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An aircraft seat may appear quite simple, but do not be fooled. Aeronautical standards and the required certifications are very restrictive and impose specific process and material choices. With the aid of designers and developers, every effort is made to guarantee the comfort and safety of the passenger. Here we take an overview with a composites manufacturer that specializes in the domain.
(Published on March - April 2008 – JEC Magazine #39)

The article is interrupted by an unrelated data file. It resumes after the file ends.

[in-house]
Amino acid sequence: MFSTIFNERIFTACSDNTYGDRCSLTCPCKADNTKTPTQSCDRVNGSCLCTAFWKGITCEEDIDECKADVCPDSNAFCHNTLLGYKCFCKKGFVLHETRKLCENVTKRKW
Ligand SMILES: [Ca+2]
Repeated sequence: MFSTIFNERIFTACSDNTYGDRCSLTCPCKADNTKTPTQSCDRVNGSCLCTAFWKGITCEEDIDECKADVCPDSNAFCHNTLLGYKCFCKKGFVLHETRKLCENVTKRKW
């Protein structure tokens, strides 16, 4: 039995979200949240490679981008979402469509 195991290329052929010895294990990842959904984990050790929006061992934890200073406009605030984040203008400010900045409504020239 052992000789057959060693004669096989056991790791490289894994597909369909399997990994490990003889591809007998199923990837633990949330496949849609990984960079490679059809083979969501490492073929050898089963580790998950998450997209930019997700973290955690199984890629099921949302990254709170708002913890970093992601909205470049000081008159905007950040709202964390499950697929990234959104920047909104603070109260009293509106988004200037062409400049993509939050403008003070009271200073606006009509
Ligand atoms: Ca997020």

The Duqueine Group comprises 3 production sites, with two in France (Duqueine Rhône-Alpes near Lyon, Duqueine Atlantic near Nantes) and one in Romania (Duqueine Romania near Timisoara), and has developed a comprehensive and specific activity in the manufacturing of composite sub-assemblies for aircraft interiors. The company was already an “aeronautical” manufacturer, producing engine test stand equipment (bellmouth, slave fan ducts), air ducting and structural parts. It wanted to broaden its portfolio for the aeronautical market by working on recurrent parts: interior fittings and, more specifically, composite seat shells. This activity was launched in 2004 with the first class seat shell programmes for EADS Sogerma, for the Boeing 747 and 777 and the Airbus A330 and A340. The airlines concerned by these first programmes were Korean Airlines and Gulf Air.